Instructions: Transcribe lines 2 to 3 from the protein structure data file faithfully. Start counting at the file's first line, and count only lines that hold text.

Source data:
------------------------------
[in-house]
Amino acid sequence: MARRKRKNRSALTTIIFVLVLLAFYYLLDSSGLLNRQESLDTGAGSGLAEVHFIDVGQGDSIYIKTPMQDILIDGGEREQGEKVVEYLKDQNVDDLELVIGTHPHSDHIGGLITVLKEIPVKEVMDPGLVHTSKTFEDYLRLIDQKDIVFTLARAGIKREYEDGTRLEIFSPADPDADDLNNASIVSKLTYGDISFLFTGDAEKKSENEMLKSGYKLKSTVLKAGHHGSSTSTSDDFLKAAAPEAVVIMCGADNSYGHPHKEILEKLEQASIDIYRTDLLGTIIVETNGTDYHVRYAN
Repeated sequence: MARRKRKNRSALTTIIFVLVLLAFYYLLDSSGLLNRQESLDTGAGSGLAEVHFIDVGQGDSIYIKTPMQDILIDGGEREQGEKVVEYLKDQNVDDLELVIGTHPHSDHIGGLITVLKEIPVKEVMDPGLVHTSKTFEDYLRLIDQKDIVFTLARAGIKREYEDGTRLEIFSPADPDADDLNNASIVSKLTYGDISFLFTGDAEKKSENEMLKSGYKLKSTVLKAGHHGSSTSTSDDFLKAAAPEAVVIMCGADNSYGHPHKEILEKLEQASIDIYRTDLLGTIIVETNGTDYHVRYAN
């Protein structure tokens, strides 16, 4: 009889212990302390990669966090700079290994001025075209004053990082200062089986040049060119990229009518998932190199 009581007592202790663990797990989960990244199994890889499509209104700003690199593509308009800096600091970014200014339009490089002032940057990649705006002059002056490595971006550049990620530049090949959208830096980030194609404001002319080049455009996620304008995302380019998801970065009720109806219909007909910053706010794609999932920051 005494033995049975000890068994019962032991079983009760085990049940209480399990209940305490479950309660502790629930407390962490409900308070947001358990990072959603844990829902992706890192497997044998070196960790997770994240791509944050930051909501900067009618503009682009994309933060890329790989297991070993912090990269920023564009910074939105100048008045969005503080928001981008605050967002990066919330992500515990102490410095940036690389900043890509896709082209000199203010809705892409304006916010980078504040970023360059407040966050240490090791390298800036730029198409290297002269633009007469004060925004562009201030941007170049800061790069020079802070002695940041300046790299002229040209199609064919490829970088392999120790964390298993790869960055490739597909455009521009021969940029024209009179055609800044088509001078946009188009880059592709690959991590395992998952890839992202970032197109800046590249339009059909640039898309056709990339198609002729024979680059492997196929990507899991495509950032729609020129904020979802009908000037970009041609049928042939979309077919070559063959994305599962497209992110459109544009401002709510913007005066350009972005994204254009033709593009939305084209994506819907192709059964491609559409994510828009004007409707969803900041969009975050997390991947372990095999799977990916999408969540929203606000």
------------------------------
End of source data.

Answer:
Amino acid sequence: MARRKRKNRSALTTIIFVLVLLAFYYLLDSSGLLNRQESLDTGAGSGLAEVHFIDVGQGDSIYIKTPMQDILIDGGEREQGEKVVEYLKDQNVDDLELVIGTHPHSDHIGGLITVLKEIPVKEVMDPGLVHTSKTFEDYLRLIDQKDIVFTLARAGIKREYEDGTRLEIFSPADPDADDLNNASIVSKLTYGDISFLFTGDAEKKSENEMLKSGYKLKSTVLKAGHHGSSTSTSDDFLKAAAPEAVVIMCGADNSYGHPHKEILEKLEQASIDIYRTDLLGTIIVETNGTDYHVRYAN
Repeated sequence: MARRKRKNRSALTTIIFVLVLLAFYYLLDSSGLLNRQESLDTGAGSGLAEVHFIDVGQGDSIYIKTPMQDILIDGGEREQGEKVVEYLKDQNVDDLELVIGTHPHSDHIGGLITVLKEIPVKEVMDPGLVHTSKTFEDYLRLIDQKDIVFTLARAGIKREYEDGTRLEIFSPADPDADDLNNASIVSKLTYGDISFLFTGDAEKKSENEMLKSGYKLKSTVLKAGHHGSSTSTSDDFLKAAAPEAVVIMCGADNSYGHPHKEILEKLEQASIDIYRTDLLGTIIVETNGTDYHVRYAN